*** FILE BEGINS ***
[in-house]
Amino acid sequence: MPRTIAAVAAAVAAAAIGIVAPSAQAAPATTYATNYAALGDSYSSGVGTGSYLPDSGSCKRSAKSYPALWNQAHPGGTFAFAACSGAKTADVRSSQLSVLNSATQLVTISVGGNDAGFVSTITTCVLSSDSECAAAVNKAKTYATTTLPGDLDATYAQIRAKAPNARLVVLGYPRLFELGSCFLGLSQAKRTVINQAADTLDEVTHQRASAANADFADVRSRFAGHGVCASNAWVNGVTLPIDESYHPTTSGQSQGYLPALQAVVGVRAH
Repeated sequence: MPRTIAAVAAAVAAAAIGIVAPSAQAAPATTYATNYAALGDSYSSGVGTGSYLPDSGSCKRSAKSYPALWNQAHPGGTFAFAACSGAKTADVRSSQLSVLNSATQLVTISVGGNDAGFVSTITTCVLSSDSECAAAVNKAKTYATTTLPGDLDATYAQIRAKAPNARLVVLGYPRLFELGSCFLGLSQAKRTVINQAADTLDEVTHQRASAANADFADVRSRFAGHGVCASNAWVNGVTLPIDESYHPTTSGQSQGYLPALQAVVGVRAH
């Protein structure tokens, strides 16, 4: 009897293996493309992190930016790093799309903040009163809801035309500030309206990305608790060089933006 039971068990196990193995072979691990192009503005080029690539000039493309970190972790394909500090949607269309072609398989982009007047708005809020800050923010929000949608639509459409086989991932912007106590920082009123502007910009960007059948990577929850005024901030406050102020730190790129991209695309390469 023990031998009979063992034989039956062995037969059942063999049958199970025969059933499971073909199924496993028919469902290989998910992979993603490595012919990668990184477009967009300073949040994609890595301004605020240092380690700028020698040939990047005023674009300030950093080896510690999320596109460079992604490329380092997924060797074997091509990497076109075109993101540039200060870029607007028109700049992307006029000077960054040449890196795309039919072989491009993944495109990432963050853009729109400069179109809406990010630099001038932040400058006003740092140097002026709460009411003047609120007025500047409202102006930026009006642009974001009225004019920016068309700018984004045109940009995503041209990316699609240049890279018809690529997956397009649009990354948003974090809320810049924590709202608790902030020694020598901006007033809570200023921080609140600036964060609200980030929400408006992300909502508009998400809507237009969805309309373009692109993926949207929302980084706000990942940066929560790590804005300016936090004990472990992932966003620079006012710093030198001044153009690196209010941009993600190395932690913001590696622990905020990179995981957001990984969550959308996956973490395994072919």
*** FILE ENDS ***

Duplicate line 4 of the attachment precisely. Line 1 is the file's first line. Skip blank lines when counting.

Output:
């Protein structure tokens, strides 16, 4: 009897293996493309992190930016790093799309903040009163809801035309500030309206990305608790060089933006 039971068990196990193995072979691990192009503005080029690539000039493309970190972790394909500090949607269309072609398989982009007047708005809020800050923010929000949608639509459409086989991932912007106590920082009123502007910009960007059948990577929850005024901030406050102020730190790129991209695309390469 023990031998009979063992034989039956062995037969059942063999049958199970025969059933499971073909199924496993028919469902290989998910992979993603490595012919990668990184477009967009300073949040994609890595301004605020240092380690700028020698040939990047005023674009300030950093080896510690999320596109460079992604490329380092997924060797074997091509990497076109075109993101540039200060870029607007028109700049992307006029000077960054040449890196795309039919072989491009993944495109990432963050853009729109400069179109809406990010630099001038932040400058006003740092140097002026709460009411003047609120007025500047409202102006930026009006642009974001009225004019920016068309700018984004045109940009995503041209990316699609240049890279018809690529997956397009649009990354948003974090809320810049924590709202608790902030020694020598901006007033809570200023921080609140600036964060609200980030929400408006992300909502508009998400809507237009969805309309373009692109993926949207929302980084706000990942940066929560790590804005300016936090004990472990992932966003620079006012710093030198001044153009690196209010941009993600190395932690913001590696622990905020990179995981957001990984969550959308996956973490395994072919």